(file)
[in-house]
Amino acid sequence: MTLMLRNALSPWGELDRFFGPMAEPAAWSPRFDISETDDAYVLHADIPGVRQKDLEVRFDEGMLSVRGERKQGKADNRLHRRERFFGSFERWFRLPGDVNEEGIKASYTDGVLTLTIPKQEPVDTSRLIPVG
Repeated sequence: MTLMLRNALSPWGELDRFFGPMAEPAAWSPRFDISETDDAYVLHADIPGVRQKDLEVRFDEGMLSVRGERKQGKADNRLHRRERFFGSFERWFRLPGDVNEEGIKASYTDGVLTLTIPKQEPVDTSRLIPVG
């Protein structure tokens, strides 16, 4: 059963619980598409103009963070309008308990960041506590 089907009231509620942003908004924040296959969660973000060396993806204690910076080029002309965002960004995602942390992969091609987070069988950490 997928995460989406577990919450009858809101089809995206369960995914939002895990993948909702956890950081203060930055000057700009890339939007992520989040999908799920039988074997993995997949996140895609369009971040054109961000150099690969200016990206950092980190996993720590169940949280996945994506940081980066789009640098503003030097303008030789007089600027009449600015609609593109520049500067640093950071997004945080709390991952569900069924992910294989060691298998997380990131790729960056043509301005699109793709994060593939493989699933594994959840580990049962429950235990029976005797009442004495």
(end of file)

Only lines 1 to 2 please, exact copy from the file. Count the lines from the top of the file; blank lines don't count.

[in-house]
Amino acid sequence: MTLMLRNALSPWGELDRFFGPMAEPAAWSPRFDISETDDAYVLHADIPGVRQKDLEVRFDEGMLSVRGERKQGKADNRLHRRERFFGSFERWFRLPGDVNEEGIKASYTDGVLTLTIPKQEPVDTSRLIPVG